28 February 2023

By Rehan Piracha


Members of the minority community have voiced their demand for dual-voting rights to allow them to directly elect their representatives on reserved seats. However human rights activists point out that this would only mark the return of a separate electorate.

Currently, members of the minority community vote for a general candidate in their provincial and national assembly constituency while legislators on minority-reserved seats are indirectly elected through a proportional system, based on nominations from political parties winning general seats.

Speaking to Voicepk.net, Akram Bhatti, chairperson of the Minority Alliance of Pakistan, said that citizens from minority communities have a constitutional right to exercise their right to vote to elect their representatives.

“Many countries including Australia, Germany, Romania, and Thailand have given dual voting rights to citizens from minority communities so that they can directly elect their representatives on reserved seats,” he said, adding that unfortunately, Pakistan had denied this right to its minorities.

In his view, present minority legislators, including MPAs and MNAs, have only toed party lines, ignoring the problems and issues faced by members of minority communities.

According to Minority Alliance, the delimitation of constituencies for direct election of minority-reserved seats would not pose any administrative problem.

Akram Bhatti said members of minority communities should be allowed to direct elect their representatives on basis of a provincial division comprising several districts which would serve as a single constituency.

In the case of Balochistan and Khyber Pakhtunkhwa, where the minority population is comparatively less than in Punjab and Sindh, two divisions can be clubbed as a single constituency, he explained. “Legislators elected directly by the minority population would be more attuned and attentive to their voters’ needs,” he added.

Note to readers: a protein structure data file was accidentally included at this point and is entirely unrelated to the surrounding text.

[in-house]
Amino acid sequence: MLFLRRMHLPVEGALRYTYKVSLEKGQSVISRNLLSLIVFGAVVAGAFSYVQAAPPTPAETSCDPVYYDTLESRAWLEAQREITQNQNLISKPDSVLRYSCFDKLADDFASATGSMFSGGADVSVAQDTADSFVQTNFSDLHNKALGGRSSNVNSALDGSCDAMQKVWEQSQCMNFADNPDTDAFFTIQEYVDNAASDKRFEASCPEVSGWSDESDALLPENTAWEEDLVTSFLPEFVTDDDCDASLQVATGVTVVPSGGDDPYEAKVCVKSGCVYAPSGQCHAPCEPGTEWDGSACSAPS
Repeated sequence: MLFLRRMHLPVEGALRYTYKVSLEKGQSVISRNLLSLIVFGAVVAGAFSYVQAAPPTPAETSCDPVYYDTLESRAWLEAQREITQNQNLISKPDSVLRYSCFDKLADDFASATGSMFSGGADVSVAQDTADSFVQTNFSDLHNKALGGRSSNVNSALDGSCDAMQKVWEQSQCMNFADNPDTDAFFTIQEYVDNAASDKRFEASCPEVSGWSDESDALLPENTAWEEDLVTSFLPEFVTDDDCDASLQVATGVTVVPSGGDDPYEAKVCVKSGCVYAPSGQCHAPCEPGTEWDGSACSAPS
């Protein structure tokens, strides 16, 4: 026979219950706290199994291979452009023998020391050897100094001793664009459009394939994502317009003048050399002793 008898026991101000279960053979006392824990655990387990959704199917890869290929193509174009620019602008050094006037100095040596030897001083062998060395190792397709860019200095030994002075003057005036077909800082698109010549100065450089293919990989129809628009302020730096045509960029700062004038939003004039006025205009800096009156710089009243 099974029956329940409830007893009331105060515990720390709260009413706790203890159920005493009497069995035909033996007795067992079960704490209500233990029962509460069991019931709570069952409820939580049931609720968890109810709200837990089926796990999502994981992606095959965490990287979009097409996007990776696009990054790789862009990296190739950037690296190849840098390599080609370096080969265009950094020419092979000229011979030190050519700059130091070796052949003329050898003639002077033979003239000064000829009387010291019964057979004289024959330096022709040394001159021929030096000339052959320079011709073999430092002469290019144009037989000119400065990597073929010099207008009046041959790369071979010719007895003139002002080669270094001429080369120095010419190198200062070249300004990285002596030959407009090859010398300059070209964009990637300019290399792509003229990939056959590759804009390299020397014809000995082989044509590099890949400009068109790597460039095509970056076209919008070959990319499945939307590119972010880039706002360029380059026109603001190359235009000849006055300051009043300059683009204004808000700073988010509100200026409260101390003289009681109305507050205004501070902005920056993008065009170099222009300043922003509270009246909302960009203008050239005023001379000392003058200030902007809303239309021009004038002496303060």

Akram Bhatti said all minority communities including Christians, Hindus, Sikhs, Buddhists, Scheduled Castes, and Kalashis, were dissatisfied with the present process of election of minority legislators.

The Minority Alliance of Pakistan and other minority groups have been holding consultations with mainstream political parties for bringing a constitutional amendment to the grant of dual-voting rights to members of minority communities, facilitating the direct election of candidates on seats reserved for minorities in the country.

Akram Bhatti called on the federal government and political parties including Pakistan Muslim League-Nawaz, Peoples Party Pakistan, Pakistan Tehrik Insaf, and Muttahida Qaumi Movement to build consensus on granting dual-voting rights to members of minority communities.

The alliance recently held a demonstration outside Peshawar Press Club in support of their demand for the direct election of minority legislators on reserved seats.

Dual-voting rights for minorities a return to separate electorate: Peter Jacob

However, minority rights activists have pointed out that dual-voting rights were reminiscent of the past separate electorate imposed in the country. Peter Jacob, Executive Director of Centre for Social Justice, told Voicepk.net that people have been led to believe that a legislator sharing the faith of a community could better safeguard the interests of that community. He said the proposal of direct elections on minority seats would lead to division and weaken political say of minority communities.

“The proposal for direct election on seats reserved for minority communities would encounter complications in terms of allocation of seats and delimitation of the constituency for each community of the minorities,” Peter Jacob. He said the mere direct election would not be an effective strategy to make representatives answerable to minority communities. Minority MPAs and MNAs were still bound by party discipline and political parties have to consider the interests and problems of their voters from the minority communities, he added.




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